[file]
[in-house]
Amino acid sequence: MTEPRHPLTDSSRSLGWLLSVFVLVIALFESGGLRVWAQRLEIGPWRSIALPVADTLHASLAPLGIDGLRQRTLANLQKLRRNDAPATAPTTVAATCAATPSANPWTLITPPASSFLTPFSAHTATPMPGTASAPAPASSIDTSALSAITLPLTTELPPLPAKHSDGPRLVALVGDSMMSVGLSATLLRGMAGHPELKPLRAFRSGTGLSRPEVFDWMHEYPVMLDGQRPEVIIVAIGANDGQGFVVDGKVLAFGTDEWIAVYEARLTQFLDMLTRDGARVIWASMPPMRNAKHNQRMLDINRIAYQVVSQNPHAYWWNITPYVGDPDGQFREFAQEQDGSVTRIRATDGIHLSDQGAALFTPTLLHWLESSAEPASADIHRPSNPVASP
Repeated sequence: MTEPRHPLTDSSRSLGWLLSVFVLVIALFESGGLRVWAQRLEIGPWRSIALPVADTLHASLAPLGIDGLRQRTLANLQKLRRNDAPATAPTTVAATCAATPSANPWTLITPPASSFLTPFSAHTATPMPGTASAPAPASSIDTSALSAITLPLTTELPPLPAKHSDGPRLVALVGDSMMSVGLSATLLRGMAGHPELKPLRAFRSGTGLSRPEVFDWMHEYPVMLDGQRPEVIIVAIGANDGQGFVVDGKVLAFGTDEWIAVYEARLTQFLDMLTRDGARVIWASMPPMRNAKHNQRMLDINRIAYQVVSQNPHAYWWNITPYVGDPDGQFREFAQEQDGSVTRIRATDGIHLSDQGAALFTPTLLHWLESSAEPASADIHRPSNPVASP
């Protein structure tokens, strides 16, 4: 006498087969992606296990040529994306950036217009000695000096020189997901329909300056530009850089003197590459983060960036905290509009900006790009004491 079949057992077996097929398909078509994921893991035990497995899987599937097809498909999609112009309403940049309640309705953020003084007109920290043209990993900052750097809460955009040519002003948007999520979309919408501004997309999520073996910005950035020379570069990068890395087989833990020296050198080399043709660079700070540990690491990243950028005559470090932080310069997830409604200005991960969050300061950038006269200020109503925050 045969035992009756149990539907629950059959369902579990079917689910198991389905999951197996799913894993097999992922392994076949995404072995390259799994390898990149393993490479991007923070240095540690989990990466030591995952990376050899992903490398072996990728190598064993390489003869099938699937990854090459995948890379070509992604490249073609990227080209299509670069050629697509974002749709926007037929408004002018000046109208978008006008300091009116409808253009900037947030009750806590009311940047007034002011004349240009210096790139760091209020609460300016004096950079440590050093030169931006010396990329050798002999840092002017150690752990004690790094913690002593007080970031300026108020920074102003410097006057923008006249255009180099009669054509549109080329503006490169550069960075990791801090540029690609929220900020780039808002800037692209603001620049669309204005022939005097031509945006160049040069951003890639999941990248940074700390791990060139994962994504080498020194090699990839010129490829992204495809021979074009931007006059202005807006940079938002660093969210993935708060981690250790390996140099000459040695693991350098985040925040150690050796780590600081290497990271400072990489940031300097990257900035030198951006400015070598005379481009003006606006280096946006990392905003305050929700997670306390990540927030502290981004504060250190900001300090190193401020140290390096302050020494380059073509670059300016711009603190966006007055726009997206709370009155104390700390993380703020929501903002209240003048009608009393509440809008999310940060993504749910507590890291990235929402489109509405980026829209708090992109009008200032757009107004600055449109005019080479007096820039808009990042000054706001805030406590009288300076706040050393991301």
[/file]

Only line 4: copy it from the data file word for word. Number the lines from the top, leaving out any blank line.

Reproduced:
């Protein structure tokens, strides 16, 4: 006498087969992606296990040529994306950036217009000695000096020189997901329909300056530009850089003197590459983060960036905290509009900006790009004491 079949057992077996097929398909078509994921893991035990497995899987599937097809498909999609112009309403940049309640309705953020003084007109920290043209990993900052750097809460955009040519002003948007999520979309919408501004997309999520073996910005950035020379570069990068890395087989833990020296050198080399043709660079700070540990690491990243950028005559470090932080310069997830409604200005991960969050300061950038006269200020109503925050 045969035992009756149990539907629950059959369902579990079917689910198991389905999951197996799913894993097999992922392994076949995404072995390259799994390898990149393993490479991007923070240095540690989990990466030591995952990376050899992903490398072996990728190598064993390489003869099938699937990854090459995948890379070509992604490249073609990227080209299509670069050629697509974002749709926007037929408004002018000046109208978008006008300091009116409808253009900037947030009750806590009311940047007034002011004349240009210096790139760091209020609460300016004096950079440590050093030169931006010396990329050798002999840092002017150690752990004690790094913690002593007080970031300026108020920074102003410097006057923008006249255009180099009669054509549109080329503006490169550069960075990791801090540029690609929220900020780039808002800037692209603001620049669309204005022939005097031509945006160049040069951003890639999941990248940074700390791990060139994962994504080498020194090699990839010129490829992204495809021979074009931007006059202005807006940079938002660093969210993935708060981690250790390996140099000459040695693991350098985040925040150690050796780590600081290497990271400072990489940031300097990257900035030198951006400015070598005379481009003006606006280096946006990392905003305050929700997670306390990540927030502290981004504060250190900001300090190193401020140290390096302050020494380059073509670059300016711009603190966006007055726009997206709370009155104390700390993380703020929501903002209240003048009608009393509440809008999310940060993504749910507590890291990235929402489109509405980026829209708090992109009008200032757009107004600055449109005019080479007096820039808009990042000054706001805030406590009288300076706040050393991301």